Corticosteroids have a wide range of biological effects. Stent-based methylprednisolone delivery could effectively suppress peri-strut inflammation and neointima induced by a polymer matrix. We tested the safety and efficacy of local stent-mediated methylprednisolone delivery using a biological coating on in-stent neointimal formation in a porcine coronary stent model.
Stainless steel coronary stents were dip-coated in a biological polymer/ methylprednisolone solution, resulting in total load of 530 μg methylprednisolone per stent. In-vitro drug release was performed. Stainless steel bare stents, polymer-only and methylprednisolone-coated stents (MP) were implanted in coronary arteries of pigs with a stent/artery ratio of 1.2 : 1. Histopathologic evaluation, morphometry and immunohistochemistic staining were analyzed at 4-week follow-up.
In-vitro drug release studies showed sustained release up to 10 weeks. In vivo the vascular response of polymer-only-coated stents was comparable with the bare stents. No increased peri-strut inflammation and neointimal hyperplasia were observed. The in-stent neointimal formation of methylprednisolone-coated stents was significantly reduced compared with the bare and polymer-only-coated stents (bare, 1.92±0.73; polymer-only, 2.14±1.50; MP, 1.01±0.47 mm2, P=0.019). The macrophage content of methylprednisolone-coated stents (bare, 30.74±48.67; polymer-only, 19.55±24.60; MP, 1.16±3.33/mm2, P=0.072) was dramatically decreased. However, there were no significant difference among the three group in terms of the proliferating cells expressed by proliferation cell nuclear antigens.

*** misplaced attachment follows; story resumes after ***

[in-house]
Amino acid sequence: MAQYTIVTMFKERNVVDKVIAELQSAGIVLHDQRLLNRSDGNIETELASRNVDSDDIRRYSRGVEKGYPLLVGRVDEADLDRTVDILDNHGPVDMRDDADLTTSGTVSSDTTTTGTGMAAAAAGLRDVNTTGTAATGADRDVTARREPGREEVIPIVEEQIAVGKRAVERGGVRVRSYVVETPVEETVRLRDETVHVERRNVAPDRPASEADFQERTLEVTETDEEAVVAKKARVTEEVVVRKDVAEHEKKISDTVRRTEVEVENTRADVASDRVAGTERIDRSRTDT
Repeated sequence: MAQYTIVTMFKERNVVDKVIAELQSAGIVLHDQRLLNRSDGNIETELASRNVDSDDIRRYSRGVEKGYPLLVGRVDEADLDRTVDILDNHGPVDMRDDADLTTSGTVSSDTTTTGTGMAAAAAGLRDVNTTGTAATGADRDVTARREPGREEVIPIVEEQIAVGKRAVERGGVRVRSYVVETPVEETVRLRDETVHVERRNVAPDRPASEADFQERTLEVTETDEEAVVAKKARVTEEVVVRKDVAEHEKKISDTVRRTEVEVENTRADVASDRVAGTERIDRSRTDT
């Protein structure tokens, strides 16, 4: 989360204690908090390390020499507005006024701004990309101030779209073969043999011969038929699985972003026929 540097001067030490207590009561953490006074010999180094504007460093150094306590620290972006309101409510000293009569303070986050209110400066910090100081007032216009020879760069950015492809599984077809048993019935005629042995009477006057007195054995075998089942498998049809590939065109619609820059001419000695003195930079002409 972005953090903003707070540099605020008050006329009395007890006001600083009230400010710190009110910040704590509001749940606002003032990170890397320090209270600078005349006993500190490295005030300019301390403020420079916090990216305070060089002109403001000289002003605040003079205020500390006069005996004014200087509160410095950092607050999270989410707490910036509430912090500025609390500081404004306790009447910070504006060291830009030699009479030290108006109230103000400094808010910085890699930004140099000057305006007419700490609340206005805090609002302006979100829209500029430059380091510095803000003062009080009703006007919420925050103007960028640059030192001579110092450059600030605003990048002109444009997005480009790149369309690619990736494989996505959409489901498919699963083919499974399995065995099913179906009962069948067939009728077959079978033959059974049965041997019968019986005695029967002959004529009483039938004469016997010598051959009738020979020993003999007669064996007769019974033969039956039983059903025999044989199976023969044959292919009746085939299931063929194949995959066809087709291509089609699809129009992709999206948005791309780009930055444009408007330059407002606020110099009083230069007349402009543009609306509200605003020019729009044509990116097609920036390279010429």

Stent-based local methylprednisolone delivery could effectively decrease both vascular macrophage infiltration and in-stent neointimal hyperplasia.
Stent-based methylprednisolone delivery could suppress peristrut inflammation and neointima induced by a polymer matrix. In this study a biological coating was used for stent-based local methylprednisolone delivery. A good biocompatibility of the biological coating to arterial wall was observed. Local released methylprednisolone could effectively decrease the vascular macrophage infiltration and in-stent neointimal hyperplasia in a porcine coronary stent model.
aDepartment of Cardiology and Pathology, University of Leuven, Belgium
bDepartment of Dermatology, Tongji Hospital
cDepartment of Chinese Medicine, Xiehe Hospital, Tongji Medical College, Huazhong University of Science and Technology, Wuhan, China
dDepartment of Cardiology, University of Antwerp, Antwerp, Belgium
Correspondence and requests for reprints to Yanming Huang, MD, PhD, Department of Cardiology, U.Z Gasthuisberg O/N, University of Leuven, Herestraat 49, 3000 Leuven, Belgium
Tel: 0032 16 345935; fax: 0032 16 345844
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Received 15 December 2004 Revised 17 February 2005 Accepted 25 February 2005